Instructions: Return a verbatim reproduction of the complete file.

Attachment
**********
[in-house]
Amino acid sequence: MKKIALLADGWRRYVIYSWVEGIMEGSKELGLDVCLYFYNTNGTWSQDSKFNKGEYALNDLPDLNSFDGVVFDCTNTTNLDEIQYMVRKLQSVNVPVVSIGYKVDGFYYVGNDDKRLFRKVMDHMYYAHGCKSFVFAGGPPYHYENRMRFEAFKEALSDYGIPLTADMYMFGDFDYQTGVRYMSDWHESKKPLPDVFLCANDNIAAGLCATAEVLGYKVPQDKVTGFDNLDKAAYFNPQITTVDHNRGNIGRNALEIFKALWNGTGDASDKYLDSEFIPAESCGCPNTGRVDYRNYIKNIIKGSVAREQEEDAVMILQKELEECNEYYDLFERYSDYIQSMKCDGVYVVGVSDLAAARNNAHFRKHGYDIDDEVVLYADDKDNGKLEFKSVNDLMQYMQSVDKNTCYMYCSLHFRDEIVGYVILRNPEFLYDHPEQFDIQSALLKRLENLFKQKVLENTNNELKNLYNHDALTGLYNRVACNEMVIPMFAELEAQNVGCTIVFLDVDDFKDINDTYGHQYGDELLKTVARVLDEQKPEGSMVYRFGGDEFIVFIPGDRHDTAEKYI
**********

[in-house]
Amino acid sequence: MKKIALLADGWRRYVIYSWVEGIMEGSKELGLDVCLYFYNTNGTWSQDSKFNKGEYALNDLPDLNSFDGVVFDCTNTTNLDEIQYMVRKLQSVNVPVVSIGYKVDGFYYVGNDDKRLFRKVMDHMYYAHGCKSFVFAGGPPYHYENRMRFEAFKEALSDYGIPLTADMYMFGDFDYQTGVRYMSDWHESKKPLPDVFLCANDNIAAGLCATAEVLGYKVPQDKVTGFDNLDKAAYFNPQITTVDHNRGNIGRNALEIFKALWNGTGDASDKYLDSEFIPAESCGCPNTGRVDYRNYIKNIIKGSVAREQEEDAVMILQKELEECNEYYDLFERYSDYIQSMKCDGVYVVGVSDLAAARNNAHFRKHGYDIDDEVVLYADDKDNGKLEFKSVNDLMQYMQSVDKNTCYMYCSLHFRDEIVGYVILRNPEFLYDHPEQFDIQSALLKRLENLFKQKVLENTNNELKNLYNHDALTGLYNRVACNEMVIPMFAELEAQNVGCTIVFLDVDDFKDINDTYGHQYGDELLKTVARVLDEQKPEGSMVYRFGGDEFIVFIPGDRHDTAEKYI